Thursday, September 14, 2017

How To Repair A Broken Stair Tread!


This post is provided by Jesse Hughes.

Stairway repairs are not a common household chore, but occasionally, a broken tread needs to be dealt with. You can not leave tripping hazards on the stairs and risk someone getting hurt. A tread can be replaced by the average homeowner so this is something you can work on yourself without having to call in a contractor.

Now these instructions are based on the usual wooden steps. If you a more modern staircase, with glass or stainless steel balustrades and treads you will need to take a different approach. 

You should allow for an hour or two for this simple construction job, and it would not take any specialized equipment. 

Secure the area

Make sure that everyone in the house knows that you are working on the stairs, and that they need to stay out of the area. Set a chair or other light obstacle at the top and bottom, so that nobody accidentally forgets and comes running into you as you work. Double-check that you are not stranding someone on the upper floor either.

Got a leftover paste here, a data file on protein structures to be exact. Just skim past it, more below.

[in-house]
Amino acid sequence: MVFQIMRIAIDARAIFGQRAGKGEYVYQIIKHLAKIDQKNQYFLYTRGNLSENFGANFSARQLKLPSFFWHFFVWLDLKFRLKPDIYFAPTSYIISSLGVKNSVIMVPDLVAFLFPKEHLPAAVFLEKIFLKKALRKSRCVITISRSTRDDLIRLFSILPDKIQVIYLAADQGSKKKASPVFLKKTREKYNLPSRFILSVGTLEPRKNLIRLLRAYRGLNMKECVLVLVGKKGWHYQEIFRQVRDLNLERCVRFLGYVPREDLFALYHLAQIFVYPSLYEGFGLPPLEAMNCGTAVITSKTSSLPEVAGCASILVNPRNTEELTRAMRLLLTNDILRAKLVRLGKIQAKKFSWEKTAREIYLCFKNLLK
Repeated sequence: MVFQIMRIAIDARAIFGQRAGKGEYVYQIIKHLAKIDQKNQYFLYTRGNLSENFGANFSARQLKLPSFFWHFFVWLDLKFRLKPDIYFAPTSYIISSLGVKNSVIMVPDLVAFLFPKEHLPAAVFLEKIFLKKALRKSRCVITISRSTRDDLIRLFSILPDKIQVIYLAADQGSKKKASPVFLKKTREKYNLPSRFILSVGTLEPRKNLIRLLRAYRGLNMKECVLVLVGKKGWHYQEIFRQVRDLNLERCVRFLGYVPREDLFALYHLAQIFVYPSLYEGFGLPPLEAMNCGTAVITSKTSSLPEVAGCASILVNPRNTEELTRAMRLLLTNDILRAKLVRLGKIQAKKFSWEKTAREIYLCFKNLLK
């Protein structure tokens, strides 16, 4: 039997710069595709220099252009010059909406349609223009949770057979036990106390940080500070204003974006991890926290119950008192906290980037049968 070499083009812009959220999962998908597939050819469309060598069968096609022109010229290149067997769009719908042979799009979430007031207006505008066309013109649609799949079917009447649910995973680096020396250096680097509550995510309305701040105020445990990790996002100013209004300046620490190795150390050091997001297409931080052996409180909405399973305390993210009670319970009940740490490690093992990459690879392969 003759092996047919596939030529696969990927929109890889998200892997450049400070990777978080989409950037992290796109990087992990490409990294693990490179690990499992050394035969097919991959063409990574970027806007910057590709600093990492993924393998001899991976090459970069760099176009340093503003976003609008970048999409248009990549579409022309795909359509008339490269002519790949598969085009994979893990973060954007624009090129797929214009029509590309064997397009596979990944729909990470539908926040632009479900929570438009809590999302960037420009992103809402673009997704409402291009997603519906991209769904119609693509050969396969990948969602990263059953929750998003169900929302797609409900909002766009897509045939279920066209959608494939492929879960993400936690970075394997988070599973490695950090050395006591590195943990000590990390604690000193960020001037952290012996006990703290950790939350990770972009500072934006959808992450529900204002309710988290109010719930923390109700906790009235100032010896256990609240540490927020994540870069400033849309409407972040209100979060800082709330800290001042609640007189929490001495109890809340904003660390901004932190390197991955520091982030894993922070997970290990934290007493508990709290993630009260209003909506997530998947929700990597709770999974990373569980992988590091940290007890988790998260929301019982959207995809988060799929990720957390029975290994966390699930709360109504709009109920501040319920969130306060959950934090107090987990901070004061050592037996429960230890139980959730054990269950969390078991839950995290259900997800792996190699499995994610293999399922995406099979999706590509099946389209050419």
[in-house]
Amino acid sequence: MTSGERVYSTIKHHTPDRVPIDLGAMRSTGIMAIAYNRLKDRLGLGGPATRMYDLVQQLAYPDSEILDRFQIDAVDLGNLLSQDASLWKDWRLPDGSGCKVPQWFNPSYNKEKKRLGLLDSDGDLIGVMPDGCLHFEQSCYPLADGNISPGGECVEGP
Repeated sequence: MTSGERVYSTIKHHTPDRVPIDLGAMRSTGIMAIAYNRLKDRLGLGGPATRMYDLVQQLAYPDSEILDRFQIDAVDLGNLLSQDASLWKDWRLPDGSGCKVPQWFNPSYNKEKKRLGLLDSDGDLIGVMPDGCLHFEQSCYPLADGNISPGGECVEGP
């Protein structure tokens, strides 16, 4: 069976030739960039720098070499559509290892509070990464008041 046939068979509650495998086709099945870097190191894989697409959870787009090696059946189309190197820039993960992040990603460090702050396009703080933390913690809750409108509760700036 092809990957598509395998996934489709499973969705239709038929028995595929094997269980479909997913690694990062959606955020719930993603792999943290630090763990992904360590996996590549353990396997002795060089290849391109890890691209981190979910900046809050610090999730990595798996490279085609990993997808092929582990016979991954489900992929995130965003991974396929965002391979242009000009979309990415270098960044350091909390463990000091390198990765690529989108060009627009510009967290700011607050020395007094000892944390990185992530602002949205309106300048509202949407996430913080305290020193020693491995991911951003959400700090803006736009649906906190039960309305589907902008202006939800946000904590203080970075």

Remove the tread

Once you are ready to get started, the first step is to pry off the damaged tread. Be careful not to actually break it apart if you can, because you will be using the tread as a template to measure the new piece of wood. 

Create a new tread

Use the old tread as a guide to make a new one, trying to get the same thickness and type of wood if possible. Whether you use actual stair tread stock or just a plain wooden piece is up to you. Most stairs have a rounded, or "bull-nose" edge to them, which would be easier to replicate if you are working with actual tread board. 

Measure the dimensions, and cut a new tread piece. Sand down so there are no rough edges and you are ready to install it. 

Attach the new piece

Use the old tread as a guide to see where the holes need to go, where the tread was nailed to the stringers (the foundation pieces that are on either side of the stair way). Drill small guide holes in the new piece to match. This will keep the new wood from splitting as you drive in the nails. 

Now you just need to slide the step into place, and nail it in securely. Your step is now repaired and should be fully functional. Depending on the look of your steps, you may need to do some cosmetic touching up as well. Filling and sanding nail holes, staining the wood and possibly adding any trim elements to match the rest of the staircase.

Because an uneven step can be a hazard on the stairs, this is not a repair project you should rush. Allow yourself plenty of time to make accurate measurements and keep a level handy as you attach the new step. 

So next time you step on that cracked or broken stair, do not just overlook it. Get it fixed and keep your stairway safe. 

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